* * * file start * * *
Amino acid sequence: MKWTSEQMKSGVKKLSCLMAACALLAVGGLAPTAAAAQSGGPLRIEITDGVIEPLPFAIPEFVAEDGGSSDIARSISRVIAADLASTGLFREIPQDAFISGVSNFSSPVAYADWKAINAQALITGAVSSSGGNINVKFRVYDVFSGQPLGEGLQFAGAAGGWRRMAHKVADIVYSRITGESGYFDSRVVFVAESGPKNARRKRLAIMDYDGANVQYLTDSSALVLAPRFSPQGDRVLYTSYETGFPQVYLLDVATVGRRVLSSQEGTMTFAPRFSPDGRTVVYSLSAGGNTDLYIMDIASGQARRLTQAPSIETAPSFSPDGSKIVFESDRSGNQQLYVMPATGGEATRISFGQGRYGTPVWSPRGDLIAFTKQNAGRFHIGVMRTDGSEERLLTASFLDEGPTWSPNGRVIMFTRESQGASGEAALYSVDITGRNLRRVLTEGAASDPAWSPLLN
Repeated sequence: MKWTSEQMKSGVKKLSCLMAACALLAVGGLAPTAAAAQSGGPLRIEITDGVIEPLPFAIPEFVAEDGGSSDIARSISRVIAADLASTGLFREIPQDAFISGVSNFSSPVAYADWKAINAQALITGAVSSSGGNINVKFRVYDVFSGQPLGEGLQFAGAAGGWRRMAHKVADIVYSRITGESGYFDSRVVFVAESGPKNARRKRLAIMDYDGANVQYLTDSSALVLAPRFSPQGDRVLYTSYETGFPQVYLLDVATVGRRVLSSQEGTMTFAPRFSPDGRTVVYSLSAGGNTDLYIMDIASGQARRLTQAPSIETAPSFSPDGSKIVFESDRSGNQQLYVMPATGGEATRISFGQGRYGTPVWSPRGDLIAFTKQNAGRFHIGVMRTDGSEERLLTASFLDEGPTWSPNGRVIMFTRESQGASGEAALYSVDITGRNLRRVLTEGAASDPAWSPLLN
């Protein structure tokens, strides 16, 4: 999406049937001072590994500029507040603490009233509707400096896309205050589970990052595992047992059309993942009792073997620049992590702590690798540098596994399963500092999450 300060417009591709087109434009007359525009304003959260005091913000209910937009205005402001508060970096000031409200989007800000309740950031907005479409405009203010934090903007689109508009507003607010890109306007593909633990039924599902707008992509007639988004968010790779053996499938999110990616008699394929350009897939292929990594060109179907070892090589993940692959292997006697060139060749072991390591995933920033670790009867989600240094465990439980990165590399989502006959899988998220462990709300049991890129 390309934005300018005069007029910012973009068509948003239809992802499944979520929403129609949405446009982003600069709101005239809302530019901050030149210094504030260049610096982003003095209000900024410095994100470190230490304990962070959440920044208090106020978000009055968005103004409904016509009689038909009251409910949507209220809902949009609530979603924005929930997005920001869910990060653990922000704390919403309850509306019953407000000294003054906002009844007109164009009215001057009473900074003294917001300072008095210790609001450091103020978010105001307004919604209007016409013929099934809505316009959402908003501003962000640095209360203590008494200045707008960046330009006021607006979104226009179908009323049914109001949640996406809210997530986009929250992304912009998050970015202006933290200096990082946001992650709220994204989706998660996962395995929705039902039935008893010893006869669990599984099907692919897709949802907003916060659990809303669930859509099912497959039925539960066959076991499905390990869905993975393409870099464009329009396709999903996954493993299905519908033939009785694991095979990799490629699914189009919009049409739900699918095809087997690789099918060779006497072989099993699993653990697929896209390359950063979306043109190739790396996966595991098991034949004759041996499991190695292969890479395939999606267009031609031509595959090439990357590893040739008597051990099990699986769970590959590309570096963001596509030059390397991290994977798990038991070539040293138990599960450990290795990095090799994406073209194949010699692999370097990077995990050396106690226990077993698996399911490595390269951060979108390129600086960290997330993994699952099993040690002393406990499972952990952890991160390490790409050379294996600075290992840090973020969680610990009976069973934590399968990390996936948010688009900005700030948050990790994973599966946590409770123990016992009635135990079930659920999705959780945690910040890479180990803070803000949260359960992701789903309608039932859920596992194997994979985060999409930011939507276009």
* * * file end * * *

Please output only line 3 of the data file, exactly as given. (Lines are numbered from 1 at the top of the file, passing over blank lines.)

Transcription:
């Protein structure tokens, strides 16, 4: 999406049937001072590994500029507040603490009233509707400096896309205050589970990052595992047992059309993942009792073997620049992590702590690798540098596994399963500092999450 300060417009591709087109434009007359525009304003959260005091913000209910937009205005402001508060970096000031409200989007800000309740950031907005479409405009203010934090903007689109508009507003607010890109306007593909633990039924599902707008992509007639988004968010790779053996499938999110990616008699394929350009897939292929990594060109179907070892090589993940692959292997006697060139060749072991390591995933920033670790009867989600240094465990439980990165590399989502006959899988998220462990709300049991890129 390309934005300018005069007029910012973009068509948003239809992802499944979520929403129609949405446009982003600069709101005239809302530019901050030149210094504030260049610096982003003095209000900024410095994100470190230490304990962070959440920044208090106020978000009055968005103004409904016509009689038909009251409910949507209220809902949009609530979603924005929930997005920001869910990060653990922000704390919403309850509306019953407000000294003054906002009844007109164009009215001057009473900074003294917001300072008095210790609001450091103020978010105001307004919604209007016409013929099934809505316009959402908003501003962000640095209360203590008494200045707008960046330009006021607006979104226009179908009323049914109001949640996406809210997530986009929250992304912009998050970015202006933290200096990082946001992650709220994204989706998660996962395995929705039902039935008893010893006869669990599984099907692919897709949802907003916060659990809303669930859509099912497959039925539960066959076991499905390990869905993975393409870099464009329009396709999903996954493993299905519908033939009785694991095979990799490629699914189009919009049409739900699918095809087997690789099918060779006497072989099993699993653990697929896209390359950063979306043109190739790396996966595991098991034949004759041996499991190695292969890479395939999606267009031609031509595959090439990357590893040739008597051990099990699986769970590959590309570096963001596509030059390397991290994977798990038991070539040293138990599960450990290795990095090799994406073209194949010699692999370097990077995990050396106690226990077993698996399911490595390269951060979108390129600086960290997330993994699952099993040690002393406990499972952990952890991160390490790409050379294996600075290992840090973020969680610990009976069973934590399968990390996936948010688009900005700030948050990790994973599966946590409770123990016992009635135990079930659920999705959780945690910040890479180990803070803000949260359960992701789903309608039932859920596992194997994979985060999409930011939507276009």